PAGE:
According to a recent report of the International Energy Agency, three-fourths of global car sales will need to be in EVs or plug-in hybrids by 2050 if the transportation sector is to do its part in avoiding an increase in global average temperatures of more than 2 ̊C: the recommended threshold to avoid irreversible climate change.
Fortunately, the EU has made some progress in the right direction. In 2014, 75,331 new EVs were registered in the EU, amounting to a 36.6% rise compared to 2013. This expansion has been primarily driven by the UK, who saw the largest increase over the year by 300.8%, followed by Germany whose EV sales increased by 70.2% and France who saw a 29.8% increase. In Norway, on the other hand, the total number of registered EVs reached 50,000 in April 2015, thereby meeting its set EV target two years ahead of planned schedule.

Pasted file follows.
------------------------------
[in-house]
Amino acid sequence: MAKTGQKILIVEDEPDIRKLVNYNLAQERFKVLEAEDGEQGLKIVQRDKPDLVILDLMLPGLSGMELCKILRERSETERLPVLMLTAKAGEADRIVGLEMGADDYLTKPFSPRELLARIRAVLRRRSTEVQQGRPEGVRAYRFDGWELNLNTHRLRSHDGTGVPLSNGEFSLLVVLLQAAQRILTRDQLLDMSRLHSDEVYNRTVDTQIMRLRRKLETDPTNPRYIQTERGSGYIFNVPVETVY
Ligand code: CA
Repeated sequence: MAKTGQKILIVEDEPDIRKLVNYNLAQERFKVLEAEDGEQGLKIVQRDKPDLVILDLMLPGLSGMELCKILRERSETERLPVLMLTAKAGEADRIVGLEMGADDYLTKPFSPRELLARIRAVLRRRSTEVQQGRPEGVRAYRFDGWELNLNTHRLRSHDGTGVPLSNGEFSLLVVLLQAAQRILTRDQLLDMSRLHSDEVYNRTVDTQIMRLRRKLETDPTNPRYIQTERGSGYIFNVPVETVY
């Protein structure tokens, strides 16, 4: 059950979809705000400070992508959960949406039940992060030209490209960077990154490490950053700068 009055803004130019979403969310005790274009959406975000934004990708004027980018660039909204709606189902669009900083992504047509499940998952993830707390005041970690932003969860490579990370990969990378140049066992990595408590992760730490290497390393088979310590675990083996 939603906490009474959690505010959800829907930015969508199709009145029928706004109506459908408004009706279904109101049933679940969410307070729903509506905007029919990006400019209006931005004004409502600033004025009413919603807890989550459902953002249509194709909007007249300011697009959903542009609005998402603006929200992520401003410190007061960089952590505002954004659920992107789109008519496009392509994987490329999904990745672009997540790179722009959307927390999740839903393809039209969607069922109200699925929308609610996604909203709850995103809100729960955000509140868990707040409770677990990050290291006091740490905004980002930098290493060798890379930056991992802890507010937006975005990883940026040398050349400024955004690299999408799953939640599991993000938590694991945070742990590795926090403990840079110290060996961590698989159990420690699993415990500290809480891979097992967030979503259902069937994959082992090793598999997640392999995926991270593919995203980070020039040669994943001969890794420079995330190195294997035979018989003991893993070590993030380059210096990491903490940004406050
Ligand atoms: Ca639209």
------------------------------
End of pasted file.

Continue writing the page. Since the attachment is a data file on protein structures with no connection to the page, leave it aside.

What is more, the newly elected European Commission (EC) has placed particular emphasis on promoting electromobility. EC President Jean-Claude Juncker, revealed a €315 billion investment package to boost Europe’s economy, making specific reference to EVs and energy efficiency industries as proposed beneficiaries of this package. Furthermore, the recently adopted Energy Union Strategy calls on EU Member States to speed up the electrification of transport by ensuring EVs’ full integration in urban mobility policies and in the electricity grid, both as energy consumers and potential storage facilities.
Despite these positive trends, EVs still account for just 0.3% of the total market of around 12.55 million passenger cars sold during 2014 in the EU. This is largely due to a number of actual or perceived technological, financial, market, and policy challenges. This brief outlines these and proposes ways forward to boost EV deployment, while drawing on the Norwegian success story.